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Quagmire of politics and economics

Akhtar Ali

It has been more than seven decades since Pakistan’s independence and the country is in no way getting rid of chaos and disturbances. The entire life period of Pakistan has been turbulent given power tussles between civilian and military; secular and religious forces. 

For about half of the country’s life, the military directly ruled the country followed by political meddling in the civilian governments’ affairs. It can be named a colonial mentality or an attempt to subjugate their competitors, the civilian leadership, when in power, has left no stone unturned to damage democratic culture by trying to establish civilian dictatorial rule. The perpetual power tussles among various forces have brought the country to the brink of bankruptcy and collapse. The current political crisis is also the result of such power tussles coupled with the inefficiency and ineptitude of civilian political leadership to handle the political situation peacefully and amicably.

We are repeatedly hearing our politicians uttering a famous phrase that “Pakistan is going through a critical phase of its history”.  A close look at the current situation reveals that Pakistan is passing through a very tough and tumultuous period given the deep economic crisis and political instability. The total debt of the country exceeded 53.2 trillion rupees, the current account deficit is likely to be more than $21 billion by the end of this fiscal year, and the budgetary deficit stood at the history’s highest of more than two trillion rupees. Moreover, energy circular debt crossed 2.6 trillion rupees from 0.8 trillion in 2018, inflation rose and the unemployment ratio also poses grimy pictures. On the external side, Pakistan faces multiple security and foreign policy challenges.

Since the country is besieged by countless internal and external challenges, political leadership and other stakeholders are in no mood to find out its solution peacefully, instead, all are busy with dirty politics. Frustrated by his unceremonious ousted, former Prime Minister Imran Khan took to the street threatening a bloody storm in the capital. His mass mobilization has escalated political temperature affecting the already fragile and plummeting economy. Prime Minister Shehbaz Sharif is in ambivalence concerning handling the economy and political instability.  On the one hand, he vows to control economic meltdown and tries to approach IMF and on the other he is reluctant to increase fuel prices in fear of political cost. The economy has reached the point of collapse; cosmetic approaches may further exacerbate the situation. Where are we head-on?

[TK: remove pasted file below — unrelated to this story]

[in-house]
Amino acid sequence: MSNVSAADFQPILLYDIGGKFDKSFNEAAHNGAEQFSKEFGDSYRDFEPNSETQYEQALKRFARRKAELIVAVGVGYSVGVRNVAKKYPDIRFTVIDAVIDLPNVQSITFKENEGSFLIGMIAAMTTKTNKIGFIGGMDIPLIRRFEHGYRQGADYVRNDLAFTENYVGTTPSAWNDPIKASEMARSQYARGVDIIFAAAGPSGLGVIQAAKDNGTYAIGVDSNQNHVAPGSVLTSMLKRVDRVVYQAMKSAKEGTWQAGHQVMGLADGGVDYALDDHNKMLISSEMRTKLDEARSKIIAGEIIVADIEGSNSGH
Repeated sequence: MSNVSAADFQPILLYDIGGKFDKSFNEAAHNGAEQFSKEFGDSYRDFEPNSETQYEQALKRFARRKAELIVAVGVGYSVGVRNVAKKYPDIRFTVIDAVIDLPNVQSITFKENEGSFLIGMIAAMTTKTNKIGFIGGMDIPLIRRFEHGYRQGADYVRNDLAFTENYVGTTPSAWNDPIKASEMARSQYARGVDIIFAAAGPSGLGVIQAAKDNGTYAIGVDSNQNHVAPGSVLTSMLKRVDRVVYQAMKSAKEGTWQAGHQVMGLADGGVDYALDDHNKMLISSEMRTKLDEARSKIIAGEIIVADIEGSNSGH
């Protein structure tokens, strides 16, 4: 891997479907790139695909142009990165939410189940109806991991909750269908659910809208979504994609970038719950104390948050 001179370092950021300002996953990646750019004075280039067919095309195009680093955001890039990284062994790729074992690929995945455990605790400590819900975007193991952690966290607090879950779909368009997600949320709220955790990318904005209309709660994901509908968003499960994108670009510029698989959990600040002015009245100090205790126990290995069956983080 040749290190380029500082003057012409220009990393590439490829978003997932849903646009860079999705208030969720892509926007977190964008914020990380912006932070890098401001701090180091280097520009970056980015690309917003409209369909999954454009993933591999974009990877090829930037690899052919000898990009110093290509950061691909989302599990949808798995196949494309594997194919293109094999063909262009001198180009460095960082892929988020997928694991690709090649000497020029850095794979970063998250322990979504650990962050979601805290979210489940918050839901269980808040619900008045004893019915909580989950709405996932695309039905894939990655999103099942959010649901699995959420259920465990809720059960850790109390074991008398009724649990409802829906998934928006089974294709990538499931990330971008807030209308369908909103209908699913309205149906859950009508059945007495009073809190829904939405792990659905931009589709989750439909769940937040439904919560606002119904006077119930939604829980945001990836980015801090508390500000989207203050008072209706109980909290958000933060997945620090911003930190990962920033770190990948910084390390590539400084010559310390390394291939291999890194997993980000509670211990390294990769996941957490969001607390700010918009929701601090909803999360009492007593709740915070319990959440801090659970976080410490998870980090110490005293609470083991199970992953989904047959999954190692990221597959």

The world has seen numerous conflicts, turbulences, and crises. War and conflict never have been a solution to any problem in any part of the world. Even after the war, the settlements are made through dialogue. World War I (1914-1918) and World War II (1939-1945) were the greatest wars in mankind’s history that both ended up the two important agreements through consultation: The League of Nations and The United Nations respectively.  The political and economic crisis in Pakistan can also be settled through negotiation and consultation. But who will initiate?

It is a great tragedy for our nation that our political leadership always shows immaturity in dealing the national issues. Political opposition turns to personal grudges. Neither opposition nor government is ready to acknowledge each other’s, let alone finding the solution of problems through dialogue and creating national consensus. This is a worrisome situation given the current grim scenario. Pakistan is a heterogeneous country having people from different backgrounds. Disregarding each other’s is not amount to doing well for the well-being of the country; rather such tendencies will lead to further aggravate the situation leading to a widespread schism.

Economic crisis and political instability are to wrap up, political leadership will have to come forward and join hands to draft an economic and political charter. The charters need to draw a line for politics, code of conduct, and vows to strengthen democracy. Whereas, the charter of the economy requires an economic plan including short, medium, and long terms policies. Politics in the sensitive areas of the economy are required to be end up and consistency of economic policies to be ensured.

The political leadership also need to work for strengthening democracy and avoid undemocratic activities or being part of an intrigue undertaken by undemocratic forces against the sitting democratic government. Time and again changing governments and politics on the sensitive financial issues amount to heightening politically unstable environment as well as weakening the economy. Therefore, a charter on political and economic issues is the linchpin for well being of the country. In sans of these understanding, Pakistan will continue to face the challenges and the people of the country face hardship more.

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